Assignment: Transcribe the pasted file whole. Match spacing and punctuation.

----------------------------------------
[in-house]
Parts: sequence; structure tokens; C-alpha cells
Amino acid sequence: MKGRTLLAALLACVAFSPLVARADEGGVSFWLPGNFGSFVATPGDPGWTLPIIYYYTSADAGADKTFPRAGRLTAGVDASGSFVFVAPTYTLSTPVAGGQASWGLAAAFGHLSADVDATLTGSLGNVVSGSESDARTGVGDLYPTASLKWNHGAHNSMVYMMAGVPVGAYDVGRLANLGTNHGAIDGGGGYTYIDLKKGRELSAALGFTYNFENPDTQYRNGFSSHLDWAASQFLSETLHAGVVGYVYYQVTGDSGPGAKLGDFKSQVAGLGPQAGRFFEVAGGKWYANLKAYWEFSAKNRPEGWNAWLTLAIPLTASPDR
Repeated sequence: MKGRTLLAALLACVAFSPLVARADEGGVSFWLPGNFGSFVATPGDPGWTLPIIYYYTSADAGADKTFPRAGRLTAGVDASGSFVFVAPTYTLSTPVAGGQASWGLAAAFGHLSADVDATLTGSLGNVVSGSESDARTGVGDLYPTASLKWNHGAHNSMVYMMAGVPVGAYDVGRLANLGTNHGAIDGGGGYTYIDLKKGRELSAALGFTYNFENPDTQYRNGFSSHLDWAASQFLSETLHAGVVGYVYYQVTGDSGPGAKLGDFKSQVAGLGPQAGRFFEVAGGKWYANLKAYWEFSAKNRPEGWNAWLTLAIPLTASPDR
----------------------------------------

[in-house]
Parts: sequence; structure tokens; C-alpha cells
Amino acid sequence: MKGRTLLAALLACVAFSPLVARADEGGVSFWLPGNFGSFVATPGDPGWTLPIIYYYTSADAGADKTFPRAGRLTAGVDASGSFVFVAPTYTLSTPVAGGQASWGLAAAFGHLSADVDATLTGSLGNVVSGSESDARTGVGDLYPTASLKWNHGAHNSMVYMMAGVPVGAYDVGRLANLGTNHGAIDGGGGYTYIDLKKGRELSAALGFTYNFENPDTQYRNGFSSHLDWAASQFLSETLHAGVVGYVYYQVTGDSGPGAKLGDFKSQVAGLGPQAGRFFEVAGGKWYANLKAYWEFSAKNRPEGWNAWLTLAIPLTASPDR
Repeated sequence: MKGRTLLAALLACVAFSPLVARADEGGVSFWLPGNFGSFVATPGDPGWTLPIIYYYTSADAGADKTFPRAGRLTAGVDASGSFVFVAPTYTLSTPVAGGQASWGLAAAFGHLSADVDATLTGSLGNVVSGSESDARTGVGDLYPTASLKWNHGAHNSMVYMMAGVPVGAYDVGRLANLGTNHGAIDGGGGYTYIDLKKGRELSAALGFTYNFENPDTQYRNGFSSHLDWAASQFLSETLHAGVVGYVYYQVTGDSGPGAKLGDFKSQVAGLGPQAGRFFEVAGGKWYANLKAYWEFSAKNRPEGWNAWLTLAIPLTASPDR